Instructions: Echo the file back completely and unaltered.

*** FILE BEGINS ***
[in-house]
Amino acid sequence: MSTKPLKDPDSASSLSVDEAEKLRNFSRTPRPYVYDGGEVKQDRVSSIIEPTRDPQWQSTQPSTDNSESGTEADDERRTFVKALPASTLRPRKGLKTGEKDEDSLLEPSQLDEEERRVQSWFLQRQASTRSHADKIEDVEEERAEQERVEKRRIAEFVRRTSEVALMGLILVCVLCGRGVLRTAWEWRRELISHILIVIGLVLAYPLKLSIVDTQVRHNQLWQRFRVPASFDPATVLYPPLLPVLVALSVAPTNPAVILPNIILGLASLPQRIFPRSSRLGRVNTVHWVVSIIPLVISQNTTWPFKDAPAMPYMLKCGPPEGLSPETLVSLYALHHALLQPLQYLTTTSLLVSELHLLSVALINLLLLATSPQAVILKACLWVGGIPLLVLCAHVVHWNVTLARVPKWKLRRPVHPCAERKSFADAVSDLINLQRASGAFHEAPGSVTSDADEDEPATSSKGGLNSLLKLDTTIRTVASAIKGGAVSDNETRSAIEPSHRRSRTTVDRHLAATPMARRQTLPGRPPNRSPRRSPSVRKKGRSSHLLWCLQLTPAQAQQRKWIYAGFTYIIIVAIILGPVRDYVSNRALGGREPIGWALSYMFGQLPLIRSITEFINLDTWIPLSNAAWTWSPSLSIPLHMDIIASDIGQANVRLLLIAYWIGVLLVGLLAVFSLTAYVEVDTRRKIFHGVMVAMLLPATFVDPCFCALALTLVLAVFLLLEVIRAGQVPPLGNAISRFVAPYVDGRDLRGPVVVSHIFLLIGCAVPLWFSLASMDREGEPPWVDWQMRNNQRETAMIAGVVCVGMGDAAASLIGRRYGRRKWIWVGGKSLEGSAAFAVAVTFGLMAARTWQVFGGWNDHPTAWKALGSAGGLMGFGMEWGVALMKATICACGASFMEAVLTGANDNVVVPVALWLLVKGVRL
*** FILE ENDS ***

[in-house]
Amino acid sequence: MSTKPLKDPDSASSLSVDEAEKLRNFSRTPRPYVYDGGEVKQDRVSSIIEPTRDPQWQSTQPSTDNSESGTEADDERRTFVKALPASTLRPRKGLKTGEKDEDSLLEPSQLDEEERRVQSWFLQRQASTRSHADKIEDVEEERAEQERVEKRRIAEFVRRTSEVALMGLILVCVLCGRGVLRTAWEWRRELISHILIVIGLVLAYPLKLSIVDTQVRHNQLWQRFRVPASFDPATVLYPPLLPVLVALSVAPTNPAVILPNIILGLASLPQRIFPRSSRLGRVNTVHWVVSIIPLVISQNTTWPFKDAPAMPYMLKCGPPEGLSPETLVSLYALHHALLQPLQYLTTTSLLVSELHLLSVALINLLLLATSPQAVILKACLWVGGIPLLVLCAHVVHWNVTLARVPKWKLRRPVHPCAERKSFADAVSDLINLQRASGAFHEAPGSVTSDADEDEPATSSKGGLNSLLKLDTTIRTVASAIKGGAVSDNETRSAIEPSHRRSRTTVDRHLAATPMARRQTLPGRPPNRSPRRSPSVRKKGRSSHLLWCLQLTPAQAQQRKWIYAGFTYIIIVAIILGPVRDYVSNRALGGREPIGWALSYMFGQLPLIRSITEFINLDTWIPLSNAAWTWSPSLSIPLHMDIIASDIGQANVRLLLIAYWIGVLLVGLLAVFSLTAYVEVDTRRKIFHGVMVAMLLPATFVDPCFCALALTLVLAVFLLLEVIRAGQVPPLGNAISRFVAPYVDGRDLRGPVVVSHIFLLIGCAVPLWFSLASMDREGEPPWVDWQMRNNQRETAMIAGVVCVGMGDAAASLIGRRYGRRKWIWVGGKSLEGSAAFAVAVTFGLMAARTWQVFGGWNDHPTAWKALGSAGGLMGFGMEWGVALMKATICACGASFMEAVLTGANDNVVVPVALWLLVKGVRL